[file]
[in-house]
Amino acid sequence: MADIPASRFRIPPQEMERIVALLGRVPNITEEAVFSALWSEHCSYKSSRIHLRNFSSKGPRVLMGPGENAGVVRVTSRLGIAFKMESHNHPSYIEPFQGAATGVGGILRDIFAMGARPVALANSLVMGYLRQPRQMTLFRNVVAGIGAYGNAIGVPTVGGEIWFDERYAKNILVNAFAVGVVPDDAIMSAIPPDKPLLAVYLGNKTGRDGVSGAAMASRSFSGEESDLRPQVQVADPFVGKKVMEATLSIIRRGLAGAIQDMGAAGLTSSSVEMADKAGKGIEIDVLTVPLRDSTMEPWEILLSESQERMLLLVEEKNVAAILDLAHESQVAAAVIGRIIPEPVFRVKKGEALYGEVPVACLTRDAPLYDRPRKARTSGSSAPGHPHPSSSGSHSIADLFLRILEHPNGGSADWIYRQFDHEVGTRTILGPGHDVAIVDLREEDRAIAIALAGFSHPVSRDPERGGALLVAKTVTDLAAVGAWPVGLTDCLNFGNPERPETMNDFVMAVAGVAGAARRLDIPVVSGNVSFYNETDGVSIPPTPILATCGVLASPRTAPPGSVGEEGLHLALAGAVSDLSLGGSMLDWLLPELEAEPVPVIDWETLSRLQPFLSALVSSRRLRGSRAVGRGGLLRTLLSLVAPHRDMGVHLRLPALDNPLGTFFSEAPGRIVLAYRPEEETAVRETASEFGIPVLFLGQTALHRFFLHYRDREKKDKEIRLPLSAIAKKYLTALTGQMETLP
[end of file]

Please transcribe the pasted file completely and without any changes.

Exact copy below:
[in-house]
Amino acid sequence: MADIPASRFRIPPQEMERIVALLGRVPNITEEAVFSALWSEHCSYKSSRIHLRNFSSKGPRVLMGPGENAGVVRVTSRLGIAFKMESHNHPSYIEPFQGAATGVGGILRDIFAMGARPVALANSLVMGYLRQPRQMTLFRNVVAGIGAYGNAIGVPTVGGEIWFDERYAKNILVNAFAVGVVPDDAIMSAIPPDKPLLAVYLGNKTGRDGVSGAAMASRSFSGEESDLRPQVQVADPFVGKKVMEATLSIIRRGLAGAIQDMGAAGLTSSSVEMADKAGKGIEIDVLTVPLRDSTMEPWEILLSESQERMLLLVEEKNVAAILDLAHESQVAAAVIGRIIPEPVFRVKKGEALYGEVPVACLTRDAPLYDRPRKARTSGSSAPGHPHPSSSGSHSIADLFLRILEHPNGGSADWIYRQFDHEVGTRTILGPGHDVAIVDLREEDRAIAIALAGFSHPVSRDPERGGALLVAKTVTDLAAVGAWPVGLTDCLNFGNPERPETMNDFVMAVAGVAGAARRLDIPVVSGNVSFYNETDGVSIPPTPILATCGVLASPRTAPPGSVGEEGLHLALAGAVSDLSLGGSMLDWLLPELEAEPVPVIDWETLSRLQPFLSALVSSRRLRGSRAVGRGGLLRTLLSLVAPHRDMGVHLRLPALDNPLGTFFSEAPGRIVLAYRPEEETAVRETASEFGIPVLFLGQTALHRFFLHYRDREKKDKEIRLPLSAIAKKYLTALTGQMETLP